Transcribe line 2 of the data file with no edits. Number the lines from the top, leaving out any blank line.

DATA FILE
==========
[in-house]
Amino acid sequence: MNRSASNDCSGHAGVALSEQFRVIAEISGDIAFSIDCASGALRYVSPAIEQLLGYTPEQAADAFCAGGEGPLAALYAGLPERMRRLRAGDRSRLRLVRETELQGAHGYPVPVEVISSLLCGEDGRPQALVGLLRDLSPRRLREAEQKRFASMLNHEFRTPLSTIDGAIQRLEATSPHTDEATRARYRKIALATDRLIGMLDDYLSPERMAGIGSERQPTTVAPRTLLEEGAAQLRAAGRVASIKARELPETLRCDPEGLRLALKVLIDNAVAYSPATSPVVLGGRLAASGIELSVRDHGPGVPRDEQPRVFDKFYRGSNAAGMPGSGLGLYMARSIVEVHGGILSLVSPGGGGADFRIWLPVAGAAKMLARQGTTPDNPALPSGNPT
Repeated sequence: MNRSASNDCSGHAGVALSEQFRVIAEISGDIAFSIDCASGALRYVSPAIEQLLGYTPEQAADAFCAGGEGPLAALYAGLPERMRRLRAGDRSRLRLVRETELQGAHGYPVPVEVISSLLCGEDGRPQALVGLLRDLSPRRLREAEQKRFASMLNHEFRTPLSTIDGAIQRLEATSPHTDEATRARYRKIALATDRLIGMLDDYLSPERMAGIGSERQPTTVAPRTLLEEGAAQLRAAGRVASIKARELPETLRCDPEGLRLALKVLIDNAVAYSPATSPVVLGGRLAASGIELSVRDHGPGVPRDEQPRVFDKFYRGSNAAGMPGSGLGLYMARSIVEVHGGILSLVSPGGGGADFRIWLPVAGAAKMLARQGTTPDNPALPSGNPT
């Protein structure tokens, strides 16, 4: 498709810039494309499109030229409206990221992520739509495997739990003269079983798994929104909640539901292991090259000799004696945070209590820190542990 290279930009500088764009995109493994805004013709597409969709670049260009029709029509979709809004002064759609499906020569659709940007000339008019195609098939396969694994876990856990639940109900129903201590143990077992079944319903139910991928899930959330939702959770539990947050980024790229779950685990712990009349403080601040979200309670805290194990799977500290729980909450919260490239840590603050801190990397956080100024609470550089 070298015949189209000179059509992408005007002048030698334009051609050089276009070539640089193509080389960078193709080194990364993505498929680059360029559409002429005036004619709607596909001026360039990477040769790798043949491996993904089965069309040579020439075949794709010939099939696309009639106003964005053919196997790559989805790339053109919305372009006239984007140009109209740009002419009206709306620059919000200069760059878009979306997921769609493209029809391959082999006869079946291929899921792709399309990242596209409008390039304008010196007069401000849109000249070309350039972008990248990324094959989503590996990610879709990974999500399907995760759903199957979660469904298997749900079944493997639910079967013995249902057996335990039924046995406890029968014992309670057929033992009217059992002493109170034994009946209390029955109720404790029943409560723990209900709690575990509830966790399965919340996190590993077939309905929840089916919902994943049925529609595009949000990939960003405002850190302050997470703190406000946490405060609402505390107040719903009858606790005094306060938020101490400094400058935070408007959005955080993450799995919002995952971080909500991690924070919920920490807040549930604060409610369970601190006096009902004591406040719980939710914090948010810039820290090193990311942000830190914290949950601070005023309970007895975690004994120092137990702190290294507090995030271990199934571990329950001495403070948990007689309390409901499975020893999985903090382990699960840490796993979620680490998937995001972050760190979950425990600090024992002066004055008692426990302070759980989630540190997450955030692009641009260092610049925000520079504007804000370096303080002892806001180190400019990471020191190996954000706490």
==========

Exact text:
Amino acid sequence: MNRSASNDCSGHAGVALSEQFRVIAEISGDIAFSIDCASGALRYVSPAIEQLLGYTPEQAADAFCAGGEGPLAALYAGLPERMRRLRAGDRSRLRLVRETELQGAHGYPVPVEVISSLLCGEDGRPQALVGLLRDLSPRRLREAEQKRFASMLNHEFRTPLSTIDGAIQRLEATSPHTDEATRARYRKIALATDRLIGMLDDYLSPERMAGIGSERQPTTVAPRTLLEEGAAQLRAAGRVASIKARELPETLRCDPEGLRLALKVLIDNAVAYSPATSPVVLGGRLAASGIELSVRDHGPGVPRDEQPRVFDKFYRGSNAAGMPGSGLGLYMARSIVEVHGGILSLVSPGGGGADFRIWLPVAGAAKMLARQGTTPDNPALPSGNPT